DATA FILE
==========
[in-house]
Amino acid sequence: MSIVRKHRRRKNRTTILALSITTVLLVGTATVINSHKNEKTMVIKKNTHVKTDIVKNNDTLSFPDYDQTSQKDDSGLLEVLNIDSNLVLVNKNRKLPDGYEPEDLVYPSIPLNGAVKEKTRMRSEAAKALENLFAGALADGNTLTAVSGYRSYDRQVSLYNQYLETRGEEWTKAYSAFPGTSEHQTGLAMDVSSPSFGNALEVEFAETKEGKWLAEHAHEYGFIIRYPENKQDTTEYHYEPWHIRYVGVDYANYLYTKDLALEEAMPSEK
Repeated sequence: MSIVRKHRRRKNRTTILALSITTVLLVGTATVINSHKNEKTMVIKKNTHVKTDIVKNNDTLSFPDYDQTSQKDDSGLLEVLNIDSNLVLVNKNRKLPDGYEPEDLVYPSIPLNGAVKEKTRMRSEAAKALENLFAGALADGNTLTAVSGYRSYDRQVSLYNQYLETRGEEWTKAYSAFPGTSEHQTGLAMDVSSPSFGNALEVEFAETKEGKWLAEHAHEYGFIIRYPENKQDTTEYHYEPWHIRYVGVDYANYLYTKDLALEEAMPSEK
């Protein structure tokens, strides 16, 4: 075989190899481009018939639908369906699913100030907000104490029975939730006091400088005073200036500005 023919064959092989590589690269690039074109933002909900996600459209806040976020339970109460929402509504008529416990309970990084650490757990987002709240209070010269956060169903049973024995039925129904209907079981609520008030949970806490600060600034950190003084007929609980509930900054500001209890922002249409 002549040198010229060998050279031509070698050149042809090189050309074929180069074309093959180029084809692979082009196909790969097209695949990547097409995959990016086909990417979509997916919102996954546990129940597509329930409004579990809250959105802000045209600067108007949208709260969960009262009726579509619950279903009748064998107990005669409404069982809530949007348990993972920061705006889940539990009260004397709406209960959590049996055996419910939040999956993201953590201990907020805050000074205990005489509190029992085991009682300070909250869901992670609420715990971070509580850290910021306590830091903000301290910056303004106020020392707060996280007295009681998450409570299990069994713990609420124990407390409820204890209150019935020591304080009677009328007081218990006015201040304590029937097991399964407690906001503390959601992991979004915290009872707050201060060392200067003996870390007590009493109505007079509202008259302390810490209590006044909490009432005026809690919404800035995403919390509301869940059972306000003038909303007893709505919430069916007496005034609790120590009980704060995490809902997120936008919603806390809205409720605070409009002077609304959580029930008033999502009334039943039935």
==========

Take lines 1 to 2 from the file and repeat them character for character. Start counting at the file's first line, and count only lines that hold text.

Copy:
[in-house]
Amino acid sequence: MSIVRKHRRRKNRTTILALSITTVLLVGTATVINSHKNEKTMVIKKNTHVKTDIVKNNDTLSFPDYDQTSQKDDSGLLEVLNIDSNLVLVNKNRKLPDGYEPEDLVYPSIPLNGAVKEKTRMRSEAAKALENLFAGALADGNTLTAVSGYRSYDRQVSLYNQYLETRGEEWTKAYSAFPGTSEHQTGLAMDVSSPSFGNALEVEFAETKEGKWLAEHAHEYGFIIRYPENKQDTTEYHYEPWHIRYVGVDYANYLYTKDLALEEAMPSEK